In the back-off procedure, a value of a random back-off time is assigned to the back-off timer. The random back-off time is in accordance with the following Equation 1.
Back-off Time=random( )*slot time   <Equation 1>

where, random( )=a random integer having a uniform probability distribution in an interval of [0, CW], and

CW=Contention Window, CWmin<=CW<=CWmax.

The back-off time is reduced as much as the slot time whenever the media maintains an idle state during the slot time, but is no longer reduced when the medium is switched into the busy state.

After the media become idle during DIFS, the back-off time can be reduced as much as the slot time again. The back-off time is not a created value, but the value of the back-off time just before the media become busy.

Moreover, a time slot reduces the back-off time set to any one of the STAs 20 while the media is idle. Further, when the STA 20 must perform retransmission contention due to a failure in a transmission contention, the beginning time slot reduces the back-off time with the value reduced in the previous transmission contention. As such, the STA 20 can not initiate transmission until the back-off time becomes equal to zero (0).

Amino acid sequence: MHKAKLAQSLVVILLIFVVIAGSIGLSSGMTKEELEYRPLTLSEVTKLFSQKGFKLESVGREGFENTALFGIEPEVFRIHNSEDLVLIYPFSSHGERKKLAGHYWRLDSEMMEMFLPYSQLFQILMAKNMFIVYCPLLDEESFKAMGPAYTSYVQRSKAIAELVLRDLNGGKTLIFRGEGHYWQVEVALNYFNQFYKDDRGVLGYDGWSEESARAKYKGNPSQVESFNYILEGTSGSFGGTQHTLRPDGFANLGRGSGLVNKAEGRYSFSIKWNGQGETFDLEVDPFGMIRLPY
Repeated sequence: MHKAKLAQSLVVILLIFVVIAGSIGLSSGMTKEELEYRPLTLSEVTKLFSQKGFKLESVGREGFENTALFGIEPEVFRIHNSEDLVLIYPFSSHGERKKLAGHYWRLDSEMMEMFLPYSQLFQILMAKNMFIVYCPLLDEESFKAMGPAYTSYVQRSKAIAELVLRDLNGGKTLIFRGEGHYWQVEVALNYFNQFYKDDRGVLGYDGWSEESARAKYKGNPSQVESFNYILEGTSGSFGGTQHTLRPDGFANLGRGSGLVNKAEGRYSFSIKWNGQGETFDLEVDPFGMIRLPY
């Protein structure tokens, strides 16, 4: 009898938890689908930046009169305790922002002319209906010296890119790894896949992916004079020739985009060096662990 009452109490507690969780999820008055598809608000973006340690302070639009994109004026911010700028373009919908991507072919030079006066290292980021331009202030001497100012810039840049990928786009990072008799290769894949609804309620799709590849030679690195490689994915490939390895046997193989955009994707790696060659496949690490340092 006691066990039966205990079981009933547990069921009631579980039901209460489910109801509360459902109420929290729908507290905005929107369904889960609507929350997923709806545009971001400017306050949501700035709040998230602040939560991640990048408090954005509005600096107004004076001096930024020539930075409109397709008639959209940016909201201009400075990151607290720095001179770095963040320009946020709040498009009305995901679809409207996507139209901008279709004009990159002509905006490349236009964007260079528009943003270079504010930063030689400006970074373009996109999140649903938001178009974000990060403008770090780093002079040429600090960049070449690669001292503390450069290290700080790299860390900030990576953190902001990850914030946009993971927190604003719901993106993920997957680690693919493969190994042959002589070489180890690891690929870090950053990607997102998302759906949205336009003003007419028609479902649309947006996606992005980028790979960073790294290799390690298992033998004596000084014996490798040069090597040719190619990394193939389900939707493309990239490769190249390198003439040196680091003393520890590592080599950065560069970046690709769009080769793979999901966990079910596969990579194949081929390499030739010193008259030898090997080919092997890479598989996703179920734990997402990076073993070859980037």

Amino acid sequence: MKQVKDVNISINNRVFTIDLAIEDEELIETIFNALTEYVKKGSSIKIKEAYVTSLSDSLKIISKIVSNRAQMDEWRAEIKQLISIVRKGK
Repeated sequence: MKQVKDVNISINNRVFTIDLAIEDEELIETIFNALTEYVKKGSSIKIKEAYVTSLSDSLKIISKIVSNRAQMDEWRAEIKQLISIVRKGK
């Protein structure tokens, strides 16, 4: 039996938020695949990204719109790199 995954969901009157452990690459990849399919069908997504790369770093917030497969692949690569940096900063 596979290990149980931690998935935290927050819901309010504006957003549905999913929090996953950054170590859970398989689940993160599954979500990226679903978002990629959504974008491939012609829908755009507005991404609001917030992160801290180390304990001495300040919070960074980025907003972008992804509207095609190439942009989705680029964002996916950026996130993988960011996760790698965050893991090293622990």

Even if a queue is empty, that is, even if there is no frame to be transmitted, the STA 20 succeeding in transmission assigns the random back-off time to the back-off timer according to the back-off procedure. Thereby, each STA 20 must require one back-off time between the frame transmissions.

The DCF access control scheme is more easily realized than the PCF access control scheme, does not require a complicated calculation procedure such as scheduling, and has a flexible characteristic. For these reasons, when other STAs 20 do not occupy the wireless media, an STA 20 having a large number of frames for transmission can make use of many bands.

However, with respect to saving power, the DCF access control scheme is considerably limited because it can only be used for a talk standby time of the STA 20.

FIG. 3 is a view of the timing of a PCF access control scheme according to IEEE 802.11.